As howls for head grow, Marchibroda stands tall

November 08, 1998|By JOHN STEADMAN

Much of the football knowledge and human civility that Baltimore once demonstrated has vanished to the winds. Regrettable. Why else would such an unwarranted display of resentment be directed toward a highly professional coach who stands as the epitome of a gentleman? A model for us all.

An exemplary leader, teacher and citizen. The name is Ted Marchibroda.

Yes, times change and, in this case, not for the better. It must be admitted, and with some embarrassment, that Marchibroda has been battered beyond what's measured as fair criticism. In a word, savaged.

The great dignity of Marchibroda, in the face of the pack of wolves hollering for his dismissal, is something to admire. The test of an individual is how he or she reacts to pressure, be it in the business world, the hospital operating room, bringing in the crops from the field or having a presence in the athletic arena.

Marchibroda has been a credit to the Ravens team he leads, the owner who employs him, the city he represents and certainly to himself -- both personally and professionally.

When the late, great Art Rooney, founder of the Pittsburgh Steelers, was alive and watching Marchibroda turn around a Colts team in 1975 that was morbid in performance, from a dead-last 2-12 to 10-4 the next year and a divisional winner, he said: "I'm not surprised. If those players can't play for Ted, then they can't play for anybody."

The same is true today. He doesn't abuse the team or make it the subject of ridicule to get himself out of the burning grease. With bombs going off all around him, he holds his battle station, refusing to say the troops are inadequate -- meaning the line can't block or the receivers can't catch and hold the ball after being tackled.

Marchibroda hasn't tried to intimidate, chastise or curse a single sportswriter or broadcaster, although, with few exceptions, they have all but pushed him into the discard pile. The signs posted in the stadium calling for his firing mirror a lack of consideration for previous accomplishments in Baltimore and Indianapolis. Should there be a public lynching because a team is 2-6 after putting up a 4-0 exhibition showing?

Anyone with a facsimile of a brain should know that what happens in exhibitions provides a fraudulent look at football reality. Despite how the scoreboard read in the charitable offerings to the Jacksonville Jaguars, the 42-19 result was endowed by three fumbles and a blocked kick -- all in the first half of what the players turned into a form of football burlesque.

Even Paul Brown couldn't win with that kind of a performance, which had nothing to do with

coaching. To Marchibroda's credit, he hasn't slumped to the level of the snarling detractors. With sincere consideration, he offered the thought that he understands the insults directed at him as a condition brought on by the frustrations suffered by the fans.

He went a step further to say, without a sarcastic smirk but an engaging smile, that he's happy the crowd cares so much about the team that it expresses itself with what could be called negative enthusiasm.

The thought might be that he was being facetious, but, without a doubt, he believes strongly in what he says. Marchibroda has never been a coach dispensing con, as some others have been known to do. Players, assistant coaches, in fact everyone he deals with, receive nothing less than fair and honorable treatment. The mark of a true professional and a gem of a gentleman.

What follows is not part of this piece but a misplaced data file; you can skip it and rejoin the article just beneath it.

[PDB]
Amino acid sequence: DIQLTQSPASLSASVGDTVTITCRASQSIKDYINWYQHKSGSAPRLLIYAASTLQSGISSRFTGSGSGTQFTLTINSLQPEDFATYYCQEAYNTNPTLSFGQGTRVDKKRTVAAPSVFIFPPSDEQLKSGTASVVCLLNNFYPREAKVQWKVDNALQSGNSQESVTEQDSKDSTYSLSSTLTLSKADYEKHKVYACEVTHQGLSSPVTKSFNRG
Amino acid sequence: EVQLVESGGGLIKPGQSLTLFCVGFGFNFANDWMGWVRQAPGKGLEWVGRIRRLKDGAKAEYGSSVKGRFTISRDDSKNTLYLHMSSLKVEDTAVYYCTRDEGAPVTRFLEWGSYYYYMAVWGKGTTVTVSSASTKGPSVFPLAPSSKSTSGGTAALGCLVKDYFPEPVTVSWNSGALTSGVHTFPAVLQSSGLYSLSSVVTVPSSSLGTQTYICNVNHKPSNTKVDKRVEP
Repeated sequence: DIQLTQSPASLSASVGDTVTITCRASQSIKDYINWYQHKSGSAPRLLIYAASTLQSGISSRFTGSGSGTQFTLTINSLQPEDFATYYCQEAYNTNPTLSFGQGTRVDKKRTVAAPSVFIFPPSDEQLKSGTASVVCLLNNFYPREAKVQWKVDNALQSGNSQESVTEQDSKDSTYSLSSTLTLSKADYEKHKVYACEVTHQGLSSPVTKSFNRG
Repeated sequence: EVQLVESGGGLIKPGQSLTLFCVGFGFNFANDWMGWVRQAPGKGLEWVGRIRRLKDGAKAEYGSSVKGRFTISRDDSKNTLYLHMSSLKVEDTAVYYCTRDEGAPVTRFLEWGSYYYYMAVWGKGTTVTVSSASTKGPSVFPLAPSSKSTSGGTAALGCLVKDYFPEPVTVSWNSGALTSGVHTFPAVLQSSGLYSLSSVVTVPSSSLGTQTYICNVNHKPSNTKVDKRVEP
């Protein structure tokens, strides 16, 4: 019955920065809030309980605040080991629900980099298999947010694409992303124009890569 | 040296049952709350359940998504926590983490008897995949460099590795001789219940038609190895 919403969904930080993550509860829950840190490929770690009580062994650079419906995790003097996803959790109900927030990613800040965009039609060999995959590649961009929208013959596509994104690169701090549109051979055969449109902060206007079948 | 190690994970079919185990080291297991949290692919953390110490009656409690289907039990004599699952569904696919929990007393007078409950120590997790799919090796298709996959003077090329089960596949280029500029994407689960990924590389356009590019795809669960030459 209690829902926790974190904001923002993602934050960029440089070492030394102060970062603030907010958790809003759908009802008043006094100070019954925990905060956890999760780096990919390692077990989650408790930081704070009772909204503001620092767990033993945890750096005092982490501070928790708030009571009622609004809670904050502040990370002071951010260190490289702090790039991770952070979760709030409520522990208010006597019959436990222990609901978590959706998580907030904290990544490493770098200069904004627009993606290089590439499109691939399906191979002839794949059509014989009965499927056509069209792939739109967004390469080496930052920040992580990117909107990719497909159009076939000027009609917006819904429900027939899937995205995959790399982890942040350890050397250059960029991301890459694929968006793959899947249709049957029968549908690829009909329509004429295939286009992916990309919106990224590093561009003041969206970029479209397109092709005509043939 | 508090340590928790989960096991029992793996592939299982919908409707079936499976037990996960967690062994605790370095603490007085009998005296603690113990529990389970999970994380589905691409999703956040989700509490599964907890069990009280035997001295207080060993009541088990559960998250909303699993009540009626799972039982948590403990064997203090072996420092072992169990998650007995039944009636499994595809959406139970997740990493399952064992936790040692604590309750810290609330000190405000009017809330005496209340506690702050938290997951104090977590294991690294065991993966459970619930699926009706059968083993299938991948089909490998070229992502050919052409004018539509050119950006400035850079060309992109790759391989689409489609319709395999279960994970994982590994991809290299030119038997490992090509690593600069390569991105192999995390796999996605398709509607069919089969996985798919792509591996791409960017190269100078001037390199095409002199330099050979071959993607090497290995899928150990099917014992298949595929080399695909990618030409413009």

His record as a football coach needs no defense. Those criticizing him have every right, since they buy tickets. But the mistakes that led to the Ravens' embarrassing pratfall with the Jaguars were entirely of the players' creation. They had no input from the coaches when it came to the way they played -- looking more like something out of a comic strip than well-paid professionals.

Not once has Marchibroda put the blame on his team. He has been merciful in taking the hit for his players. The reason the players respect his abilities is they know he does all a coach can do in getting them ready. After that, they are on their own.

Bruce Laird, once a Colts defensive back under Marchibroda, said: "I don't know how you could expect any more from a coach. He does his part in getting them ready and does it well. Then they got to go out and play, to execute, to knock people down and get the job done, just like in any other line of work."

In every city or, on a college campus, where a coach is under fire, two generalizations are invariably made: 1) The coach lacks imagination; and 2) He can't motivate. Such talk becomes tiring to a point of being trite. Also inaccurate.

The next complaint with Marchibroda will have to do with his age (67). He'll be labeled as too old and a soft touch. This will be

followed by the opinion that the game has passed him by. Wrong again, and a cheap shot.

The Ravens, as a team, have tried too hard. From this point, with only Marchibroda standing to lose his job, they should endeavor to play free and easy, like on the back lot when they were kids.

The Oakland Raiders, this afternoon's opponent, have made a resurgence. The Ravens are catching the Raiders when they're at the top of their game as the second half of the season commences. The last eight outings aren't going to be any easier than what has already transpired.

Lying or double-talking to players has never been Marchibroda's way in a coaching business fraught with deceit and cheating. He deserves a better fate than where his team is apparently taking him, out the door, to the accompaniment of a chorus of critics who don't know if the football is stuffed or inflated.

Pub Date: 11/08/98

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